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The Making of "Lunar Eclipse over the Continental Divide"

Updated: Jun 3


Longs Peak and the Continental Divide from the summit of Hallett Peak, Rocky Mountain National Park, Colorado
Longs Peak and the Continental Divide from the summit of Hallett Peak, Rocky Mountain National Park, Colorado.

From a photographer’s perspective, the moon is tiny. True, it’s 2,159 miles in diameter, but it’s nearly a quarter of a million miles away, so its angular diameter is just 0.5 degrees. To make it a meaningful part of your composition, you either need a long telephoto lens or you need a lot of moons.


That’s why I decided to shoot the May 15, 2022, total lunar eclipse as a “string of pearls” image. I’d lock the camera down on a tripod and make one exposure every five minutes from the time the partial eclipse began until the partial eclipse ended. Then I’d place all of the moons into one image that showed every phase of the eclipse.

This type of shot is simple in concept, but tricky to get right. First, I’d need to know where the moon would be at the beginning of the eclipse, both its direction (azimuth) and distance above the horizon in degrees (altitude). I’d need the same information for the moon’s position at the end of the eclipse. From that information, I could calculate the angle of view I needed both horizontally and vertically to include the moon’s journey through Earth’s shadow. The Pro version of Photo Ephemeris Web, an app which runs in a web browser ($30/year), had all the information I needed. During the May 15, 2022, eclipse as viewed from Rocky Mountain National Park, the moon’s azimuth would range from 119 to 162 degrees – a span of 43 degrees. Its altitude would climb from 3 to 27 degrees – a span of 24 degrees.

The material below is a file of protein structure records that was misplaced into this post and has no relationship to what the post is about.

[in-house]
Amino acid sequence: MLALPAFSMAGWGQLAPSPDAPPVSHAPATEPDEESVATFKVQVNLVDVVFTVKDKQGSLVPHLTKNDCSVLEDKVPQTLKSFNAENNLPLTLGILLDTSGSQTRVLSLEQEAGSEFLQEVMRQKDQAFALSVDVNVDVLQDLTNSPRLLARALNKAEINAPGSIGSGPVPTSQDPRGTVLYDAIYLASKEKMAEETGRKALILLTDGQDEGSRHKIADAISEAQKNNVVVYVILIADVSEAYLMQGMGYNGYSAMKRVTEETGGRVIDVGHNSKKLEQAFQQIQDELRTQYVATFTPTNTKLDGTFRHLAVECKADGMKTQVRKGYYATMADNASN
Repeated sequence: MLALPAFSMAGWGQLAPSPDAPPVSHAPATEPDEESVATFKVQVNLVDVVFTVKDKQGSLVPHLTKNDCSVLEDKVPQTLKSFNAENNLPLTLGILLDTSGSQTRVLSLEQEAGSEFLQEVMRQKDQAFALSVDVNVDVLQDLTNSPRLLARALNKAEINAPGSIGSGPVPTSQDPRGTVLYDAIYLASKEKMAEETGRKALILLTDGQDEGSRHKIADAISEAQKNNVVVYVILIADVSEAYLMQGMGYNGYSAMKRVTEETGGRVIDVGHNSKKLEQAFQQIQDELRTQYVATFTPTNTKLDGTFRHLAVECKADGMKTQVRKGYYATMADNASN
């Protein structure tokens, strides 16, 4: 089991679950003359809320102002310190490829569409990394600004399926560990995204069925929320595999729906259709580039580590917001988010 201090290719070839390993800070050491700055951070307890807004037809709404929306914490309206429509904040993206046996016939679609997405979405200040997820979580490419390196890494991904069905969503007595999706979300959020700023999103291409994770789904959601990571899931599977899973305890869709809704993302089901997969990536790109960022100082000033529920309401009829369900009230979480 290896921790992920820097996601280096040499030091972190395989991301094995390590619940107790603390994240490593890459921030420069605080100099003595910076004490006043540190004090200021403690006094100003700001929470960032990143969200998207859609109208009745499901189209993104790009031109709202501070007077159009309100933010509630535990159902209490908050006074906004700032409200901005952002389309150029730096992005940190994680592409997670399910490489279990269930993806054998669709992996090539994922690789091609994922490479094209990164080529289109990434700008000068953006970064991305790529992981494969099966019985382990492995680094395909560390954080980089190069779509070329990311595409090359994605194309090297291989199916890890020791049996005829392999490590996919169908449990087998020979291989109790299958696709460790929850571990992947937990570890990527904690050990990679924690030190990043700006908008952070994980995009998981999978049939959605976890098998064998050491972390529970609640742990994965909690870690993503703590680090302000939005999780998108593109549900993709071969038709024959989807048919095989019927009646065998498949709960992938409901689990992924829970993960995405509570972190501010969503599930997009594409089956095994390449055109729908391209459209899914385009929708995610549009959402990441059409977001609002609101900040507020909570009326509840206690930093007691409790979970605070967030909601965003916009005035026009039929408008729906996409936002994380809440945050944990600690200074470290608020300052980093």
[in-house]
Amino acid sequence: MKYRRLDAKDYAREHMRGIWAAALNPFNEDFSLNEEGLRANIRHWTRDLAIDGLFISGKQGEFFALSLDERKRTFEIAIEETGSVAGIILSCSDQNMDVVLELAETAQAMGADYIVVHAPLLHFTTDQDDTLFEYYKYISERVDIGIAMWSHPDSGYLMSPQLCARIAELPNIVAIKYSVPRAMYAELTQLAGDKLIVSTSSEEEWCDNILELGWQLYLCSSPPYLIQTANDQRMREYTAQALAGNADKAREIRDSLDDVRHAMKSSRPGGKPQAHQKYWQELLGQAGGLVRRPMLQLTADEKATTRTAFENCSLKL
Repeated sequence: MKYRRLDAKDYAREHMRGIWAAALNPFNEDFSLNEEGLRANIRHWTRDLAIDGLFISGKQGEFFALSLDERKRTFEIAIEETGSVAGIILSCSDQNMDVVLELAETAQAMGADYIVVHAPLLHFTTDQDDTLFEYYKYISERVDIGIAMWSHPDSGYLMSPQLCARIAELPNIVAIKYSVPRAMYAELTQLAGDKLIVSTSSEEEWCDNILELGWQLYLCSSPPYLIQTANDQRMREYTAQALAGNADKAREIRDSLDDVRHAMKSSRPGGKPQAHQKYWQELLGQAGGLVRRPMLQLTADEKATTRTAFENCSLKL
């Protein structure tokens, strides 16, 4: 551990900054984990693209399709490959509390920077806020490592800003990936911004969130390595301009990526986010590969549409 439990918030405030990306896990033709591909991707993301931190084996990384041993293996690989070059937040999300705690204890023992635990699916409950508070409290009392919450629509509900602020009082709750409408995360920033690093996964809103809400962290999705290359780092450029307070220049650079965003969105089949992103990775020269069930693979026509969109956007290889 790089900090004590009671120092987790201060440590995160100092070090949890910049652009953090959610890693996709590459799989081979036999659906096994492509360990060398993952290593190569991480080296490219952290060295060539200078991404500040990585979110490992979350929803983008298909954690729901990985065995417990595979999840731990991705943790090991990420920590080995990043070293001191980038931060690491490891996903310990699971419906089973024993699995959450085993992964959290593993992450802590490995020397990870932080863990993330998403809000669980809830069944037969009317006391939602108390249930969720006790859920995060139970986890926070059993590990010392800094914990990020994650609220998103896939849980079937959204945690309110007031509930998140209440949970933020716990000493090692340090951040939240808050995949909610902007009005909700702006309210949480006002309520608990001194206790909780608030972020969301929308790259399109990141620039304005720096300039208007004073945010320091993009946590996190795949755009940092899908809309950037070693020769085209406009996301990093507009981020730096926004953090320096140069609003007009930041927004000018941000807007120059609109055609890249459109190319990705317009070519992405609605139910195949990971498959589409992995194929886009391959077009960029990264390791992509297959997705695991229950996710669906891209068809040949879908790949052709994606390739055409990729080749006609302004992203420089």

Click to enlarge. This screenshot from Photo Ephemeris Web shows data for the May 15, 2022, lunar eclipse as seen from Rocky Mountain National Park, Colorado
Click to enlarge. This screenshot from Photo Ephemeris Web shows data for the May 15, 2022, lunar eclipse as seen from Rocky Mountain National Park, Colorado

With that information in hand, I opened the field-of-view calculator in a mobile app called Photo Pills. A little guess-and-check showed that a 30mm lens on my full-frame Sony a7R IVa had a vertical angle of view of 43 degrees – enough to include the moon’s path through the eclipse plus some land below and a comfortable gap between the highest moon and the top of the frame. The field of view would be more than wide enough to include the complete eclipse sequence. Once the eclipse ended, I would need to continue making images every five minutes until the moon exited the frame.


Click to enlarge. Screenshot of the field-of-view calculator in Photo Pills, a mobile-only app for iOS and Android devices. The screenshot shows the field of view of a 30mm lens on a full-frame Sony a7R IV.
Click to enlarge. Screenshot of the field-of-view calculator in Photo Pills, a mobile-only app for iOS and Android devices. The screenshot shows the field of view of a 30mm lens on a full-frame Sony a7R IV.